“Mail delivery subsystem /undelivered mail return to sender.”
“Mail delivery subsystem/returned mail see transcript for details.”
“Mailer daemon/failure notice.”
Do these messages look familiar? Well, if your email contacts were ever hacked, you saw hundreds of shocking similar ones upon opening your inbox. But even more outrageous may have been the reality smackers sandwiched in between from all the companies where you once applied for employment.
Recently I was a hacked victim, which proved many bizarre and blatant facts. For starters, the most prominent person in the United States, President Barack Obama, not only had my email address but was courteous enough to respond to spam, and ditto for my State Senator, a short-lived “wow” that ended the second I realized both were impersonal form letters.
I also learned exactly where my questionable social popularity has been hanging when it took me days to delete the oodles of “undeliverable returns.”
Yet surprisingly some contacts escaped the “return to sender” route because they were answered with various forms of unexpected replies. They came from the prominent, the annoying, friended, and unfriended. These emails were filled with sordid details from who was out of the office, in the office, or making love in the lunchroom. But the “aha” moment came from the tons of form-letter responses from all the many places I had applied over all the years I held this unique email address. It only further spelled out the cold truth that no one ever cares to see:
TIME CONSUMING ONLINE (Fill-In-The-Blanks) ARE SELDOM READ!
A. Job applications
B. Brilliantly composed cover letters
C. State-of-the-techie-art resumes
Which made me totally realize how an applicant’s efforts (moi included) most often go unnoticed. Leaving the biggest mystery: HOW IN THE HECK DO YOU GET A PERSONAL RESPONSE?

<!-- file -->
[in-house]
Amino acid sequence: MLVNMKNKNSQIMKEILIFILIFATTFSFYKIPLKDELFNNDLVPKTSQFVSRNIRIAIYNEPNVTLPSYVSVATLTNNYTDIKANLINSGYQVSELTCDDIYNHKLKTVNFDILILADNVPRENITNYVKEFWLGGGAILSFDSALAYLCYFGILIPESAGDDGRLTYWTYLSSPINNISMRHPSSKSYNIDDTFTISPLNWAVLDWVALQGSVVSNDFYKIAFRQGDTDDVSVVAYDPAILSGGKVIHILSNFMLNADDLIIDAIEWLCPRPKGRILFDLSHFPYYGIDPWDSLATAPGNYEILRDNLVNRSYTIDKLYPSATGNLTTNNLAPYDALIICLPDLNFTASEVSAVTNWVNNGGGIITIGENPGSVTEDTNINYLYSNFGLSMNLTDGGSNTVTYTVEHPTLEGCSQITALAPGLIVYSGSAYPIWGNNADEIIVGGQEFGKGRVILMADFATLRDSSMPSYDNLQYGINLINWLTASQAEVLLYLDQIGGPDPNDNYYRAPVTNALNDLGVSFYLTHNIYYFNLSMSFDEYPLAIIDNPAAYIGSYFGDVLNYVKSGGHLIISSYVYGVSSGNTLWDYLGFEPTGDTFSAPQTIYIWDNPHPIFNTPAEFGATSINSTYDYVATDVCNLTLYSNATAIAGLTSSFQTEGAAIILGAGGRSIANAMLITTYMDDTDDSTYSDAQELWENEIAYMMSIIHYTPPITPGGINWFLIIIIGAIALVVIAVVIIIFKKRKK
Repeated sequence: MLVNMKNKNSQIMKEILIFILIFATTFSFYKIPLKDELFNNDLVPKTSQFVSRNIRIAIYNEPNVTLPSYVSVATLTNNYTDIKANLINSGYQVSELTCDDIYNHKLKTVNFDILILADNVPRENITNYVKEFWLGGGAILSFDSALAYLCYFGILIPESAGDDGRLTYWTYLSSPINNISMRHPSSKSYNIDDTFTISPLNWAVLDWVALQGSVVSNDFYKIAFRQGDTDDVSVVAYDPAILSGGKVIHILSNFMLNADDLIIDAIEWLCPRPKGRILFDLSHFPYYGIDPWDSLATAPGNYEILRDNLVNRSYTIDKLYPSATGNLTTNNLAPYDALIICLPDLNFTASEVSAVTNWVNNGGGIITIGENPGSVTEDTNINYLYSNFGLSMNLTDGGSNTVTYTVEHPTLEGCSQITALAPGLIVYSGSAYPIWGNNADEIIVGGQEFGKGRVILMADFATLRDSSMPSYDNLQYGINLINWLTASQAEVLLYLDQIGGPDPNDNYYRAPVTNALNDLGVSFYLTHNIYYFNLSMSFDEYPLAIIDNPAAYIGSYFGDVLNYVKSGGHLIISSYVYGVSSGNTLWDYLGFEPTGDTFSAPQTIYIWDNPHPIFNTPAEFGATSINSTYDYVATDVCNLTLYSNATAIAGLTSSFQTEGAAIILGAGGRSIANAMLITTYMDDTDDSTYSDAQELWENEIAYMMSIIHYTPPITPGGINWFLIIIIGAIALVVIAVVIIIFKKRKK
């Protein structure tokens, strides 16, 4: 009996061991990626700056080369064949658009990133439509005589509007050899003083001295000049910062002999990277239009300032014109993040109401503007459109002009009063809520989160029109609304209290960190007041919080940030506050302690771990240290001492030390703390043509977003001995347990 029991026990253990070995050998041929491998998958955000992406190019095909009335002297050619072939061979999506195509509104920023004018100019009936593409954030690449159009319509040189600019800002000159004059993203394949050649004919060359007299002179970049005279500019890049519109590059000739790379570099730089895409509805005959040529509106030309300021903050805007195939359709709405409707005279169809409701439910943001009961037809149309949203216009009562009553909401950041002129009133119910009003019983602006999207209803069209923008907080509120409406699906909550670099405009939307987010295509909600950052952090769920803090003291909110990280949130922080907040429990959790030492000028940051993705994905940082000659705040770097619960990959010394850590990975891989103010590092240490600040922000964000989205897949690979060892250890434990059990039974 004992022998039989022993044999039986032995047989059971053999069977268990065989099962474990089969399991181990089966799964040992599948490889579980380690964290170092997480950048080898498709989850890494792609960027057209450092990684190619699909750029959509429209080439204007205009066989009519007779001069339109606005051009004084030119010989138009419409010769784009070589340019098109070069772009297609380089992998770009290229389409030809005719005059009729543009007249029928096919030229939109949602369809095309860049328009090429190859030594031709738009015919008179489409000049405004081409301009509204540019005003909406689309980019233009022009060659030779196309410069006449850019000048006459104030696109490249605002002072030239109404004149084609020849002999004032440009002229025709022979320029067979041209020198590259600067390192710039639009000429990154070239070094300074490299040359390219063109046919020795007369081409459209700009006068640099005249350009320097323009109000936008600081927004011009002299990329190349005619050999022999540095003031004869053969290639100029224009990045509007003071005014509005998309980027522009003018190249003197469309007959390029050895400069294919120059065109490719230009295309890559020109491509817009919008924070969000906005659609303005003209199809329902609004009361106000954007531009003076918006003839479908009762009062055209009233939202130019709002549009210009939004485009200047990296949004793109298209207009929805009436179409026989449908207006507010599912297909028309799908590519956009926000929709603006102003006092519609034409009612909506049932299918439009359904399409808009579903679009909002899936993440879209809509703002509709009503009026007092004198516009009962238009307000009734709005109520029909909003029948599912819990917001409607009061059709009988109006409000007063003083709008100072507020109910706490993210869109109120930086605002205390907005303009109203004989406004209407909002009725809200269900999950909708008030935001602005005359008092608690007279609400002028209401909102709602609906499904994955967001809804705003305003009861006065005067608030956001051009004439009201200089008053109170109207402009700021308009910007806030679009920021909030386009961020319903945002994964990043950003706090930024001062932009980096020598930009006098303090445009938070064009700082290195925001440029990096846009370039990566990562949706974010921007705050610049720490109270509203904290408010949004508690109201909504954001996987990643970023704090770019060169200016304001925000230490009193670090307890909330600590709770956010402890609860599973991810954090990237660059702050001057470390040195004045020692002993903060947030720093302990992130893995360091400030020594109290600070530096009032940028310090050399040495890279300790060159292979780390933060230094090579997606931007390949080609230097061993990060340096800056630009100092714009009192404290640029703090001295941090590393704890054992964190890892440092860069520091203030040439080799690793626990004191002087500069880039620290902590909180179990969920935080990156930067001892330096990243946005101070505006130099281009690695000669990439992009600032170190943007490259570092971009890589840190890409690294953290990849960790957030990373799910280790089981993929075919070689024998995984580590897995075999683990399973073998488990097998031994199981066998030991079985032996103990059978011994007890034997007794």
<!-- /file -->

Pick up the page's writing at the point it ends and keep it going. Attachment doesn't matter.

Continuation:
While HR statistics state that applying in person results in a 64% increase in job hires versus online applications, applying in person is often NOT an option in today’s job market protocol.
So in other words, how DO you get noticed (without resorting to dishonorable methods that your mother would frown upon) to prompt a personal reply as opposed to an insulting automated one?
Newsflash: the personal touch is missing! This is possibly the reason why Siri, the voice-activated operator built into Apple’s iPhone 4S, is such a hit. It's beautifully depicted in a recent episode (“The Beta Test Initiation”) of The Big Bang Theory; Raj falls in love with his perfect mate, Siri, and the reason for the soon-to-be released book Siri & Me by David Milgrim.
But the real world of HR does not even have a Siri, and this is another reason it needs to become more human or “humane.” Or just try a little old-fashioned writing etiquette for meaningful replies (short form acceptable) to reject, accept, and/or communicate.
There ARE ways to evoke a human response. Try addressing the letter of application directly to a person from XYZ Company via email or, better yet, by snail mail, and you just may get that “répondez, s'il vous plait” you have been dreaming of, with a personal name that also addresses the details of your very application in body copy, complete with the signature of a real person and a title at end! Don’t faint; it happens.
Stay on top of that contact, remaining one smidge short of pesty. Lo and behold, you MAY nail an interview that leads to a real job.
But the reality is nobody likes to be spam invaded and form letters (as in, rejections) are often just another form of spam — one an applicant should also be able to return to sender.
Phyllis Briskman is a verse contributor and does PR/marketing. She sharpened her first pencil as retail fashion copywriter, writing to count before Twitter tweeted its first hello. Later, she flew the cubicle to do freelance creative becoming a writer of all trades, from beauty to fitness for catalogs, magazines, and websites. Born to brainstorm, she's named retail businesses and website domains. She loves quick wit, survives on laughter, is a little hokey, but aims to please because that’s what life’s all about.